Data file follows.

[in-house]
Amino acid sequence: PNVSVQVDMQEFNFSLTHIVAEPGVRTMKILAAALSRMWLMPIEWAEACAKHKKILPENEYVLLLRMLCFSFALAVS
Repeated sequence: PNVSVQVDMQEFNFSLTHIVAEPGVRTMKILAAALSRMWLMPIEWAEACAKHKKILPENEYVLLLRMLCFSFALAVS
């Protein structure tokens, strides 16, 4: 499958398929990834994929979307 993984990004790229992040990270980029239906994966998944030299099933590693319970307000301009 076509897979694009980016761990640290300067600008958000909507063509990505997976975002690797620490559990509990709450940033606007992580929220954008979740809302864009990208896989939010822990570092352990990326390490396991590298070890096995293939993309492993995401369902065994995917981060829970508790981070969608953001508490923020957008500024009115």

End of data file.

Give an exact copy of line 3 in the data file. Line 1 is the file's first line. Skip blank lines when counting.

Repeated sequence: PNVSVQVDMQEFNFSLTHIVAEPGVRTMKILAAALSRMWLMPIEWAEACAKHKKILPENEYVLLLRMLCFSFALAVS